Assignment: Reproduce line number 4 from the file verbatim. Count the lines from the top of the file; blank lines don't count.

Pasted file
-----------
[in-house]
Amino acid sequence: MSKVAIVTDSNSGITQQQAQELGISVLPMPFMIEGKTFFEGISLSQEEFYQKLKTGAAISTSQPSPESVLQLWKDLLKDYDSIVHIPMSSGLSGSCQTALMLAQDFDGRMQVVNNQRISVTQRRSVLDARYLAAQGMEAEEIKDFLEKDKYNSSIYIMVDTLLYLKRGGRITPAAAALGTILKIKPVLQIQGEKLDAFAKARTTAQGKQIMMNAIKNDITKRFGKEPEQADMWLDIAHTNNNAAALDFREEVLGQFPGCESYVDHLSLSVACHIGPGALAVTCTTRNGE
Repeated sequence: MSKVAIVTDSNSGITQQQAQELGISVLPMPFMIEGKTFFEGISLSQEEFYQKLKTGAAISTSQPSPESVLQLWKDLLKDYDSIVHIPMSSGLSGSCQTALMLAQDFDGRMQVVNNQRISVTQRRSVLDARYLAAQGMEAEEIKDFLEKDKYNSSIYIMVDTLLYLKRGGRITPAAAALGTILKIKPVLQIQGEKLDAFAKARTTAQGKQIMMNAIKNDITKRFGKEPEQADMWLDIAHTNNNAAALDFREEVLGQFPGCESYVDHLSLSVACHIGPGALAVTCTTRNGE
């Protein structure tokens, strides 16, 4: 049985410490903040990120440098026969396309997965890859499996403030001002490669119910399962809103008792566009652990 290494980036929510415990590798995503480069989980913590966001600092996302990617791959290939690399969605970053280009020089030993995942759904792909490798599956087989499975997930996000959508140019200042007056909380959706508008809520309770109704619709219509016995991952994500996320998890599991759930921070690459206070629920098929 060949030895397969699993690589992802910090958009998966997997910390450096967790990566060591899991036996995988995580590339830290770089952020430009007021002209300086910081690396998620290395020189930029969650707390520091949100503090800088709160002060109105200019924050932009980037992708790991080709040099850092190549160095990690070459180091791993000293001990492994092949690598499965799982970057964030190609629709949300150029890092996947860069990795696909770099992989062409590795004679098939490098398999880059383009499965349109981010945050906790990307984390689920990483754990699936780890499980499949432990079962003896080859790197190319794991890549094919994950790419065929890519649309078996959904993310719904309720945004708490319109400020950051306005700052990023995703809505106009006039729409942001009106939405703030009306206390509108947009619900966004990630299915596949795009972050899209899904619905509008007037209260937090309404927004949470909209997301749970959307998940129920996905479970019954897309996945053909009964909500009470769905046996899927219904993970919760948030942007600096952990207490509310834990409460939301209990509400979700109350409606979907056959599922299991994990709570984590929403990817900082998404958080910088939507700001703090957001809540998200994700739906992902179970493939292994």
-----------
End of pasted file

């Protein structure tokens, strides 16, 4: 049985410490903040990120440098026969396309997965890859499996403030001002490669119910399962809103008792566009652990 290494980036929510415990590798995503480069989980913590966001600092996302990617791959290939690399969605970053280009020089030993995942759904792909490798599956087989499975997930996000959508140019200042007056909380959706508008809520309770109704619709219509016995991952994500996320998890599991759930921070690459206070629920098929 060949030895397969699993690589992802910090958009998966997997910390450096967790990566060591899991036996995988995580590339830290770089952020430009007021002209300086910081690396998620290395020189930029969650707390520091949100503090800088709160002060109105200019924050932009980037992708790991080709040099850092190549160095990690070459180091791993000293001990492994092949690598499965799982970057964030190609629709949300150029890092996947860069990795696909770099992989062409590795004679098939490098398999880059383009499965349109981010945050906790990307984390689920990483754990699936780890499980499949432990079962003896080859790197190319794991890549094919994950790419065929890519649309078996959904993310719904309720945004708490319109400020950051306005700052990023995703809505106009006039729409942001009106939405703030009306206390509108947009619900966004990630299915596949795009972050899209899904619905509008007037209260937090309404927004949470909209997301749970959307998940129920996905479970019954897309996945053909009964909500009470769905046996899927219904993970919760948030942007600096952990207490509310834990409460939301209990509400979700109350409606979907056959599922299991994990709570984590929403990817900082998404958080910088939507700001703090957001809540998200994700739906992902179970493939292994």